Astronomers spy on galaxies in the raw

June 24, 2013

(Phys.org) —A CSIRO radio telescope has detected the raw material for making the first stars in galaxies that formed when the Universe was just three billion years old—less than a quarter of its current age. This opens ...

ALMA discovers dew drops surrounding dusty spider's web

July 1, 2016

Astronomers have spotted glowing droplets of condensed water in the distant Spiderweb Galaxy – but not where they expected to find them. Detections with the Atacama Large Millimeter/submillimeter Array (ALMA) show that ...

A crash course in galactic clusters and star formation

October 15, 2014

Clusters of galaxies have back-stories worthy of a Hollywood blockbuster: their existences are marked by violence, death and birth, arising after extragalactic pile-ups where groups of galaxies crashed into each other.

Recommended for you

Prenatal forest fire exposure stunts children's growth

February 19, 2019

Forest fires are more harmful than previously imagined, causing stunted growth in children who were exposed to smoke while in the womb, according to new research from Duke University and the National University of Singapore.

'Astrocomb' opens new horizons for planet-hunting telescope

February 19, 2019

The hunt for Earth-like planets, and perhaps extraterrestrial life, just got more precise, thanks to record-setting starlight measurements made possible by a National Institute of Standards and Technology (NIST) "astrocomb."


Adjust slider to filter visible comments by rank

Display comments: newest first

4.3 / 5 (6) Dec 02, 2016
The full article can be found here: https://arxiv.org...0387.pdf
1 / 5 (4) Dec 02, 2016
"This is different from what we see in the nearby Universe, where galaxies in clusters grow by cannibalizing other galaxies. In this cluster, a giant galaxy is growing by feeding on the soup of cold gas in which it is submerged,"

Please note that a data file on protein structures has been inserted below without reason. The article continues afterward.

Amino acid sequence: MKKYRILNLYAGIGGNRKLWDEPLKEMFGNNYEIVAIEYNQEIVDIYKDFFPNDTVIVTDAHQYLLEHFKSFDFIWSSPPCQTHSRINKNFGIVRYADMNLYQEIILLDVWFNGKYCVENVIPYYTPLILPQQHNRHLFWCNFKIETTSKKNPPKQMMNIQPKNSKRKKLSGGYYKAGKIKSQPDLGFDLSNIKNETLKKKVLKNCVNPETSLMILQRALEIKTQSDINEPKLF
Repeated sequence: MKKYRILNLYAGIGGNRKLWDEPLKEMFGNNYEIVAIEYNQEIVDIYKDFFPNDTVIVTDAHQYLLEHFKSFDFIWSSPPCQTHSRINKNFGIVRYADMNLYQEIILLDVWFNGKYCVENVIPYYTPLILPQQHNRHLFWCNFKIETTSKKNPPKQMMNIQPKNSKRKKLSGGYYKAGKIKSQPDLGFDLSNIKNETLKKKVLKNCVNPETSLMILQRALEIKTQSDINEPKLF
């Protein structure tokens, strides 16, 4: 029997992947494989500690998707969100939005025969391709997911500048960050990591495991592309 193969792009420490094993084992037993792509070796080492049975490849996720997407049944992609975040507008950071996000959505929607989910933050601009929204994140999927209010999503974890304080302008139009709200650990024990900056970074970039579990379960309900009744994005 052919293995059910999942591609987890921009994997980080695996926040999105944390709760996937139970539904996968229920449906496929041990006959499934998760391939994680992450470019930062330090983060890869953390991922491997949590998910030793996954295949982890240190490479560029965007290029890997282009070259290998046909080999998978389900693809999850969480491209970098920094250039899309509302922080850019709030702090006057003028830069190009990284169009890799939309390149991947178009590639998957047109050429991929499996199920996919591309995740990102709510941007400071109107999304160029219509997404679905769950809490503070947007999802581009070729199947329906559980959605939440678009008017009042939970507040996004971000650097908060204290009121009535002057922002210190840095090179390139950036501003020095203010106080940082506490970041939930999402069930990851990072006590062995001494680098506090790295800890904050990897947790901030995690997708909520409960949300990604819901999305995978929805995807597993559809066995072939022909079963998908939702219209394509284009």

More non-sense assumptions from committed merger maniacs in love with their favorite fantasy. This observation is a bit of a problem again for the Huge Bang Fantasy, since there was not much time for so many supernovas required so support their model.

So instead of saying 'We have no clue', instead they say:
"These observations give us a fascinating look at what we believe is an early stage in the growth of massive galaxies in clusters, a stage far different from galaxy growth in the current Universe,"

Makes them sound smarter, right?
Captain Stumpy
5 / 5 (3) Dec 04, 2016
More non-sense assumptions
you keep repeating this (and your tired argument of "merger mania") but you haven't been able to actually produce any reputable evidence to support your argument...

you do realist that simply repeating the same thing over and over doesn't make it more true unless you're starting a cult and brainwashing someone to believe what you want them to (and, of course, to make them submissive to you for control)
Makes them sound smarter, right?
smarter than you - especially due to the fact that instead of making an ASSumption without evidence they simply make a factual generalised statement that says: "we're watching this and learning from each observation"

we get it: you don't like mainstream science

but you can always start your cult elsewhere
posting here doesn't legitimize your argument - only evidence can do that

Please sign in to add a comment. Registration is free, and takes less than a minute. Read more

Click here to reset your password.
Sign in to get notified via email when new comments are made.